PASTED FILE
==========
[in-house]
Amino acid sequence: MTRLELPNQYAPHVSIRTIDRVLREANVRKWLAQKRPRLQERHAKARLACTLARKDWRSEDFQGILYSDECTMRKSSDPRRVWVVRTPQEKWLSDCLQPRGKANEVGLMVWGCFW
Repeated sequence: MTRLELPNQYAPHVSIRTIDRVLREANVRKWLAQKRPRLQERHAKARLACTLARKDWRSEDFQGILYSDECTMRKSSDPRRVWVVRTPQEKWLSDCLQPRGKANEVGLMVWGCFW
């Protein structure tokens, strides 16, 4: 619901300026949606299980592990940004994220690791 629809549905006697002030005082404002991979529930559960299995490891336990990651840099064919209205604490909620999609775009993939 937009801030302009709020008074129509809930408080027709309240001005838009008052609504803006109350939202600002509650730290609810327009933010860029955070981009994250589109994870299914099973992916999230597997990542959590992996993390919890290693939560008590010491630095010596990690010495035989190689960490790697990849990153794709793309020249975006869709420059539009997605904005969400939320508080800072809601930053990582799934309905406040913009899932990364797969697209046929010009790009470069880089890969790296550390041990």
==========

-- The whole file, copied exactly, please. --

[in-house]
Amino acid sequence: MTRLELPNQYAPHVSIRTIDRVLREANVRKWLAQKRPRLQERHAKARLACTLARKDWRSEDFQGILYSDECTMRKSSDPRRVWVVRTPQEKWLSDCLQPRGKANEVGLMVWGCFW
Repeated sequence: MTRLELPNQYAPHVSIRTIDRVLREANVRKWLAQKRPRLQERHAKARLACTLARKDWRSEDFQGILYSDECTMRKSSDPRRVWVVRTPQEKWLSDCLQPRGKANEVGLMVWGCFW
């Protein structure tokens, strides 16, 4: 619901300026949606299980592990940004994220690791 629809549905006697002030005082404002991979529930559960299995490891336990990651840099064919209205604490909620999609775009993939 937009801030302009709020008074129509809930408080027709309240001005838009008052609504803006109350939202600002509650730290609810327009933010860029955070981009994250589109994870299914099973992916999230597997990542959590992996993390919890290693939560008590010491630095010596990690010495035989190689960490790697990849990153794709793309020249975006869709420059539009997605904005969400939320508080800072809601930053990582799934309905406040913009899932990364797969697209046929010009790009470069880089890969790296550390041990």